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Last Updated: Wednesday, 27 April, 2005, 07:34 GMT 08:34 UK
'Imperfect' effects shine in Hitchhiker's
By Darren Waters
BBC News entertainment reporter

Cult 1970s hit The Hitchhiker's Guide to the Galaxy has finally made it to the big screen - with 21st Century visual effects.

The Hitch-Hikers Guide To The Galaxy
The film contains more than 500 special effects shots
The Hitchhiker's film is full of "imperfect" visual effects, says Matt Johnson, one of three effects producers at Cinesite who worked on the movie.

He is not being critical of the 500 effects shots in the film, which involved more than 120 people over a two-year period.

There is nothing wrong with the visual effects - in fact the effects are among the best things about the movie.

But Mr Johnson is explaining the stylistic approach his firm was asked to use by director Garth Jennings.

"One of the key challenges was to make sure the visual effects kept in with the style of the movie, the performances, the sets and the basic look of the film," Mr Johnson says.

"We didn't want perfect effects."

The look and feel of the film's effects were driven by Mr Jennings' vision, Mr Johnson adds.

The Hitch-Hikers Guide To The Galaxy
I would go so far as to have the Benny Hill theme playing in the background while they were animating
Matt Johnson
"Garth would often see early visual effects and say 'that's fantastic but it is too perfect,'" Mr Johnson says.

A classic example was the Heart of Gold spaceship - ludicrously modelled on a teapot, it comes across as a less than reliable craft.

"One of the things I would always say when we were animating the space ships was to make the space ships 'fly funny'.

"So I would go so far as to have the Benny Hill theme playing in the background while they were animating - just to get everyone into that slightly whacky mindset of the film."

No-one watching Hitchhiker's will feel like they are experiencing 2001: A Space Odyssey - with effects that have a slightly wonky, endearing quality to them, often suffused with humour.

In an age in which digital wizardry can be so flawless that they feel cold and artificial, Cinesite has worked hard to give the effects a human quality.

"There are lots of things, like re-creating natural problems such as sun glare or fogging, in the sequences to help them sit in with the visual style of the movie."

The Hitch Hiker's Guide To The Galaxy
Both versions of Marvin The Paranoid Android appear in the film
Some of the film's effects appear on screen for mere seconds but involved months of work.

"The crab is a completely CGI [computer generated] character and only exists in the computer," says Mr Johnson.

"Garth was very specific about the way the crab jumps and how his hands move. We spent a long time trying to get the look and the movement of the crab right.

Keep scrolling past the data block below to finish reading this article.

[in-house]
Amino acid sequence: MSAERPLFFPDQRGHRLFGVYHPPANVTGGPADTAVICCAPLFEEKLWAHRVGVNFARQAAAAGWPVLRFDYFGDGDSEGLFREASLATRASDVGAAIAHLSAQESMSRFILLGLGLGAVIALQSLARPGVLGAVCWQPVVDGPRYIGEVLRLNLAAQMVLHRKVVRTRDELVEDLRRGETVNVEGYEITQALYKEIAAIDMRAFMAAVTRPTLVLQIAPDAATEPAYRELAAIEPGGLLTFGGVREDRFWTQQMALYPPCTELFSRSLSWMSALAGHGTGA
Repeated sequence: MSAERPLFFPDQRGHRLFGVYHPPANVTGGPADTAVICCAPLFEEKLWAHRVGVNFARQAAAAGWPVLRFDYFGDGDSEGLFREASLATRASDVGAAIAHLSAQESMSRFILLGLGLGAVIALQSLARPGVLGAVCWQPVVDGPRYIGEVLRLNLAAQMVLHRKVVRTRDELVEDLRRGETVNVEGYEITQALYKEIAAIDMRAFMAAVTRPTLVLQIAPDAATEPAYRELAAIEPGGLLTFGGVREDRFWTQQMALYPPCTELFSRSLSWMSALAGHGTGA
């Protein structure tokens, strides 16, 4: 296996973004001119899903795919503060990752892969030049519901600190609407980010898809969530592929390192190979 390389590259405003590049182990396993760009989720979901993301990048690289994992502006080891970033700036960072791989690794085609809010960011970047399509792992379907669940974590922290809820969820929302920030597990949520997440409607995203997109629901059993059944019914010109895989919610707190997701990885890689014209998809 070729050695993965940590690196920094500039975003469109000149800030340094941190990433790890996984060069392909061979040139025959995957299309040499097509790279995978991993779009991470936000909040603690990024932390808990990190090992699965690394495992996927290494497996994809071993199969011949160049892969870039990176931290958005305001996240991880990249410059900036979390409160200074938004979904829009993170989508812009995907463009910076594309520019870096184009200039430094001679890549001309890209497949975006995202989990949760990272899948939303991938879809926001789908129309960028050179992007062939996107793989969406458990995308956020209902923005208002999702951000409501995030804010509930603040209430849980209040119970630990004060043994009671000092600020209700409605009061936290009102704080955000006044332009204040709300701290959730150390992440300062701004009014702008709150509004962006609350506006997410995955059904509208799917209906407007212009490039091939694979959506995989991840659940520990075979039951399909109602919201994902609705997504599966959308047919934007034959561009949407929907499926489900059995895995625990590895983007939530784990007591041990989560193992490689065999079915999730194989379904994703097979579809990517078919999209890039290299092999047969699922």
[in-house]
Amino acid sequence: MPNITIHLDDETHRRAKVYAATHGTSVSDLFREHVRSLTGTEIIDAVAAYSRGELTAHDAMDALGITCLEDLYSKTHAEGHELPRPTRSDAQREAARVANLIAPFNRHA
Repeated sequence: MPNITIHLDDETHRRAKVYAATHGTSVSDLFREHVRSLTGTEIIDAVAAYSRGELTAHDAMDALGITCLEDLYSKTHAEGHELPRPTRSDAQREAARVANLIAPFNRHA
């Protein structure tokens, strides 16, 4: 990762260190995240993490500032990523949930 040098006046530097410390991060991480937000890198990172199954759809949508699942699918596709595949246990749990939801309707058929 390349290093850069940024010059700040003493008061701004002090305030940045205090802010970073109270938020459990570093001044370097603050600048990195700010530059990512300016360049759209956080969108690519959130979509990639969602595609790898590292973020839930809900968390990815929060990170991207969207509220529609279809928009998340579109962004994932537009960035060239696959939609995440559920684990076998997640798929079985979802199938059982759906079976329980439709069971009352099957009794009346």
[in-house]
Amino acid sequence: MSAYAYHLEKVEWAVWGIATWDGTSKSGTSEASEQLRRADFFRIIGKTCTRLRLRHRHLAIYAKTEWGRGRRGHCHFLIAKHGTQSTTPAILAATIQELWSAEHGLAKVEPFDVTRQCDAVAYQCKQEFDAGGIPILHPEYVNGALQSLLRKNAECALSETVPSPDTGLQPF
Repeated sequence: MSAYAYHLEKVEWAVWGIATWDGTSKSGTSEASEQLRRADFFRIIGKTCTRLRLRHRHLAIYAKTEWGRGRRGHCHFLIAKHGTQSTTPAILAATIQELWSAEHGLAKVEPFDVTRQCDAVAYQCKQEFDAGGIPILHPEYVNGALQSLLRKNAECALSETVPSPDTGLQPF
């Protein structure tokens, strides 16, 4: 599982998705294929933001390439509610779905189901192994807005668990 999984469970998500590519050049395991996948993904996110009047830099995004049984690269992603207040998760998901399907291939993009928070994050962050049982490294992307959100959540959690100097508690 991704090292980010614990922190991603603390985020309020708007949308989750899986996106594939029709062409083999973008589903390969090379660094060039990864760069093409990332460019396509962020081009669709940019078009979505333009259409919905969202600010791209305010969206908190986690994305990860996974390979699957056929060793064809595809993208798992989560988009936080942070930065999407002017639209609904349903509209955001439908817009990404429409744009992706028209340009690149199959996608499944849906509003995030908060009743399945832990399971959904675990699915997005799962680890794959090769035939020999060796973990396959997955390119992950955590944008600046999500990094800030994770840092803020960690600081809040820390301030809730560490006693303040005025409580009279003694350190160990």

"It's only in the film for a short time but it is six or seven months of work."

We see these things hundreds and hundreds of times and you would go mad if you didn't have a bit of fun
Matt Johnson
The most impressive visual effects sequence in the film is undoubtedly the tour of the Planet Factory taken by Arthur Dent and Slartibartfast.

In it, the two men travel through a warehouse the size of a galaxy filled with a host of different planets under construction.

"The Planet Factory is nine months worth of solid work - about 15 to 20 people working on it," Mr Johnson says.

"The backgrounds are a combination of very elaborate paintings to computer-generated structures and gantries."

It is a stunning sequence and, in common with the film, is filled with humour - the eagle-eyed will spot a planet in the shape of Douglas Adams' head.

The Hitch-Hikers Guide To The Galaxy
The Planet Factory sequence was among the most complex
"He had his face scanned before he passed away. It's one of those things for the fan boys.

"Garth was very much trying to be as true to Douglas' vision as he could be." The director insisted on a number of fan-only treats.

Some of the detail is astounding - easily picked up when pointed out in an edit suite, but rather more subtle and fleeting when watched in a cinema.

"There's a Las Vegas planet with flashing neon signs, a Douglas Adams planet, all sorts of details in there which warrant repeat viewing," Mr Johnson says.

"We do inevitably put layers and layers of stuff in that you know is there.

"We see these things hundreds and hundreds of times and you would go mad if you didn't have a bit of fun and put the odd bits and pieces in which are within the context of the film."

Such details will pass most cinemagoers by - DVD-lovers will get their chance to pore over them for hours, with plenty of hidden visual effect treats still to be discovered.


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